Dan Morgan Lee and his wife, Donna Lee, launched Morgan Winery in 1982, in California’s Central Coast. It was pioneer days, almost, before the region was widely regarded as a successful zone for Burgundian varieties. The winery has since earned accolades for its sensible, food-friendly wines, and for its commitment to sensitive farming.
Morgan’s 49-acre Double L estate vineyard in the Santa Lucia Highlands is currently dominated by Pinot Noir and Chardonnay, with additional tiny plots of Syrah and Riesling. Farming is organic. This wine is named “Twelve Clones” in a nod to the diversity of Pinot originally planted at the estate, but for this bottling, a little over half of the fruit hails from Double L, with the balance from nearby sites. The must was fermented with native yeast in open-top tanks, and the wine was raised in French oak, a little over one-third new, for eight months.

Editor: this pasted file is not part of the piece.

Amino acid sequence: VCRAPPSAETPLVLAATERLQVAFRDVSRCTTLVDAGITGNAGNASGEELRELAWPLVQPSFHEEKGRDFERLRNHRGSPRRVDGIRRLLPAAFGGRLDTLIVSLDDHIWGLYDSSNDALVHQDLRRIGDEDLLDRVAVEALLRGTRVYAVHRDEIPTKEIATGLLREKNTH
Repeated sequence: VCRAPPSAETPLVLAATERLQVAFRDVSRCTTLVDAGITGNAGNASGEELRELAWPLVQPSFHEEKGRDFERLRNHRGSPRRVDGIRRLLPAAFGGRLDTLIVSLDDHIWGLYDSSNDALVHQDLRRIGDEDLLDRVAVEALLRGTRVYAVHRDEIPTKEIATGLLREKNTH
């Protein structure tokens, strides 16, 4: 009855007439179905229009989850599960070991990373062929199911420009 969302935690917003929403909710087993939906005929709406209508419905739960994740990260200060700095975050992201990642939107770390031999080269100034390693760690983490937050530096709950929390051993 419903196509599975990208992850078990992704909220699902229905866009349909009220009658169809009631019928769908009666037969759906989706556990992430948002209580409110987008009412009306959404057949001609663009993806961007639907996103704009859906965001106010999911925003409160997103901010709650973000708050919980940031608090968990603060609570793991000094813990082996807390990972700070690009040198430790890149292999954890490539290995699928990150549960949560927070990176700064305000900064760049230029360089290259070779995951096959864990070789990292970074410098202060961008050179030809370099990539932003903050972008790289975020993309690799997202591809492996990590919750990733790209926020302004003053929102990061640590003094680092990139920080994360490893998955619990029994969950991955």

It needs a little air at first, maybe thirty minutes, and then its ruby-garnet robe begins to effuse a fragrance of black spices, pepper, and plums. The palate is sharp and spiced, too, ripe with red and black fruit and a finishing flare of clove. Imagine ripe raspberries and blackberries steeped with black pepper, basil, ginger, and pink peppercorns.
It sounds weird, but it works. Ergo: This wine would be brilliant with Southeast Asian accented meats, especially grilled, and especially—because it’s Pinot Noir—lamb.
13.8% abv | $34 (sample)